Let’s just get the gross part out of the way now.
I want each of you to go find your bottle of Imitation Vanilla from the spice rack.
Seriously, go do it.
You will thank me later.
I want you to read the ingredients.
Listed in the ingredients, somewhere near the bottom near Riboflavin or Red Dye #4, you’ll find the obscure listing, “Natural Flavoring.”
You’re thinking, I’m sure… I did. What is “Natural Flavoring doing in a bottle of Imitation Vanilla flavoring?
When I looked up the Federal Drug Administration’s definition, it says, “Anything come from something natural,” which means anything coming from a plant, animal or mineral, but let’s just say “rock.”
You are probably wondering right now, what the #$@&! this has to do with imitation vanilla flavoring? Why all of a sudden am I picking on imitation vanilla flavoring? Especially now, during the holidays, when we are doing so much cooking.
And I know, and I profusely apologize for not penning this piece back before Thanksgiving and Christmas and why am I waiting until January to even write this?
Okay – deep breath – here we go, and I promise you, not a single one of you will look at a bottle of imitation vanilla flavoring the same way, ever again.
Natural Flavoring is used in flavor of something called Castoreum.
If this were a Spelling Bee, I would be allowed to ask for the definition.
“Can I have the definition please?”
And the moderator would comply, hold up a note card and say…
“Castoreum is a yellowish exudate from the castor sacs of mature beavers. Beavers use castoreum in combination with urine to scent-mark their territory.”
In laymen’s term, that means beaver butt glands.
In your bottle of imitation vanilla.
I’ll wait so you can read that again…
What I want to know, and it’s been weighing on my mind ever since I found out about the whole “Natural Flavoring” thing earlier this year, somewhere, many a long year ago, somebody, obviously perhaps a beaver trapper from the Lewis and Clark early years of our nation, took a sampling of a beaver butt gland and remarked, “Dang, Chet, that tastes just like vanilla. Why don’t we put that in our banana pudding instead of that expensive regular vanilla.”
To where Chet replied, “I don’t know Ed, it came from a beaver’s backside.
Not until I taste it first. Give me a dip.”
And the rest, as they say, is really gross and disgusting, history.
My sister called it exactly that, gross and disgusting and demanded certifiable proof. That’s when I discovered the ruse of “Natural Flavoring.
A few years ago, I found out about Donkey Cheese…
I know… I’ll wait while you read that again.
Yes, I said, Donkey Cheese.
It comes from a donkey obviously, yet another “butt” product if you do the math. Donkey cheese is the most expensive cheese on the planet and yes, you can call donkey’s milk ass milk and donkey cheese ass cheese.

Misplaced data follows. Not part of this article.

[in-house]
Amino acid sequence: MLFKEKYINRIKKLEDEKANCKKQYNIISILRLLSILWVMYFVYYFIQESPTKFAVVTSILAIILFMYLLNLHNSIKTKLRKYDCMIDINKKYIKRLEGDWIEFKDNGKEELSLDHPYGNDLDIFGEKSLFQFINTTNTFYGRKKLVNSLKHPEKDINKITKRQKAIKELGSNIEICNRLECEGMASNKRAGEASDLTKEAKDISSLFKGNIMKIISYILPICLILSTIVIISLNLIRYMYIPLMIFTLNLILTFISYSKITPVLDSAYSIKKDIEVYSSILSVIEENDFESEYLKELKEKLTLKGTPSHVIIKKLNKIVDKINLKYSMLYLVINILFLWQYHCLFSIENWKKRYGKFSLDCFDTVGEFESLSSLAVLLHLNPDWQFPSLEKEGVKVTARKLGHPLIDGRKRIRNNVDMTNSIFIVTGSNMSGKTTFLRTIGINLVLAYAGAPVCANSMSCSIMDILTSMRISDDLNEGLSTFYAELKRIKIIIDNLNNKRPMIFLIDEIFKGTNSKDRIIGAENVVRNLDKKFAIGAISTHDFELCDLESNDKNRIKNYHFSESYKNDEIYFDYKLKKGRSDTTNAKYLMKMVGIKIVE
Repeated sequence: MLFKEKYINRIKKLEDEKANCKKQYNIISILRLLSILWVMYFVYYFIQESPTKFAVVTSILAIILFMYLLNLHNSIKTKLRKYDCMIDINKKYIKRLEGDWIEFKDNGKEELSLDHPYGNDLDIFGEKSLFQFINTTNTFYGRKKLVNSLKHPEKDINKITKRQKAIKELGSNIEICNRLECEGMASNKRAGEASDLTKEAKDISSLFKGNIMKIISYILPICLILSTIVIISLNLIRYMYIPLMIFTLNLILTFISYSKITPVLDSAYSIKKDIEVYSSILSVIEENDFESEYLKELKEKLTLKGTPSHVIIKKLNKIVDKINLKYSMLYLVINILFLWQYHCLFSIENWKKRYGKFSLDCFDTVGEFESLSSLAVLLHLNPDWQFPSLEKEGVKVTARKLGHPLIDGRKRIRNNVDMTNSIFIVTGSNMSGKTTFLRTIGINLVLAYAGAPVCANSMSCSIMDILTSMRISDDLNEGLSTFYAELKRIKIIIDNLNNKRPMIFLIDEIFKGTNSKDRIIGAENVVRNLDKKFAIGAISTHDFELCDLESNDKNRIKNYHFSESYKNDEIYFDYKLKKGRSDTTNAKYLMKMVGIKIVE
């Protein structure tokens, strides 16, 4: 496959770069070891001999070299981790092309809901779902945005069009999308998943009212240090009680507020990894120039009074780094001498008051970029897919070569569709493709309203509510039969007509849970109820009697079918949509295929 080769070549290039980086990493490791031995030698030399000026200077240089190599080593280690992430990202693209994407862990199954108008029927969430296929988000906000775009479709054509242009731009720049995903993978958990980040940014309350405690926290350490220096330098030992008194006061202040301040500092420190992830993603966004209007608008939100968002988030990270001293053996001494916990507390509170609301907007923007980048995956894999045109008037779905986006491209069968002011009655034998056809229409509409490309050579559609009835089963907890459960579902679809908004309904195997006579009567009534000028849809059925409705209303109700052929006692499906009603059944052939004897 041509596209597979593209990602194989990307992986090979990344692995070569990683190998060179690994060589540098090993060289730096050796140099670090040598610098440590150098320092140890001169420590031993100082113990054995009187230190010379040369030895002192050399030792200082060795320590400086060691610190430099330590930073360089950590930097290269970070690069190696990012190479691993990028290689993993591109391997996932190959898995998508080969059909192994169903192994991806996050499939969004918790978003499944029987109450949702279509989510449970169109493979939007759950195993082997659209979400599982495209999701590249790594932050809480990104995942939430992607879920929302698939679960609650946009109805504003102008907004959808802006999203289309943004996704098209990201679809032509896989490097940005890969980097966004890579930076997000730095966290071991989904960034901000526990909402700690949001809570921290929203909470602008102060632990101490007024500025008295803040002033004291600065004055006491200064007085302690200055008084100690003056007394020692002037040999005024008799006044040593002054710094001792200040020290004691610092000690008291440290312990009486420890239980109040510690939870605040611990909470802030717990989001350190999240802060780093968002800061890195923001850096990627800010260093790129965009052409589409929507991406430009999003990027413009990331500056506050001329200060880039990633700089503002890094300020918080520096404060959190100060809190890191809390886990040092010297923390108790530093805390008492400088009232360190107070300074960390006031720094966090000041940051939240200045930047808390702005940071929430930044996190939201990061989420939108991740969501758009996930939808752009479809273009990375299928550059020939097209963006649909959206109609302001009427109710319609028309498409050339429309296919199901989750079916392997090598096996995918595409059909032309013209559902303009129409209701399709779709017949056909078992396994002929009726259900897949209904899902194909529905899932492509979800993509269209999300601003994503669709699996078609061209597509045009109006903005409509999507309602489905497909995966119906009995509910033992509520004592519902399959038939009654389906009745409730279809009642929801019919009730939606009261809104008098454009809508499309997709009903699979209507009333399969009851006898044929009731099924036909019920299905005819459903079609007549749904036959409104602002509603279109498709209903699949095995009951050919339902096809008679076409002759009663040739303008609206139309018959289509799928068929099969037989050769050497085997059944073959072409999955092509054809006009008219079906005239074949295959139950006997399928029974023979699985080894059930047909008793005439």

Donkey cheese, called pule, is very expensive because it is very rare. It takes a lot of donkey milk to make donkey cheese and not that many donkeys produce it, only about 20 out of every 100 donkeys, statistics say.
Plus, donkey milk is ridiculously healthy. It’s exceptionally high in protein, calcium and omega-3 fatty acids – all crucial for maintaining good cardiovascular health. Donkey’s milk is also packed with anti-allergen properties, has 60 times more vitamin C than cow’s milk and is low in fat.
And yes, it exists.
You can also make cheese from milk produced by reindeer, camel, horses, alpacas and moose. Eskimos make reindeer ice cream and in the Middle East get milk from camels.
Any female mammal that nurses its young can potentially make cheese.
Which brings us back to imitation vanilla and natural flavoring.
I remember as a much younger and foolhardy man, I vowed never to pay ten bucks for a tiny bottle of pure vanilla extract. Call it my own personal strike against overpriced ingredients. So, I stocked up on the imitation vanilla. We used it for years in our baking.
When I told my daughter-in-law about castoreum and showed her the proper backup documentation, as, after all, she is a pharmacist, she said, “No wonder pure vanilla extract costs ten dollars a bottle.”
I sure wish I knew her way back when. Of course, she’d only have been about eight, but she’d have known more about the truth of natural flavoring than I did.
Dan Brown writes as D.P. Brown because of the other Dan Brown. Dan has published 13 novels since 2013. His books can be found on Amazon.com. For signed copies, questions and other comments, email email@example.com Dan is also on Facebook and his books can be found under the D.P. Brown page.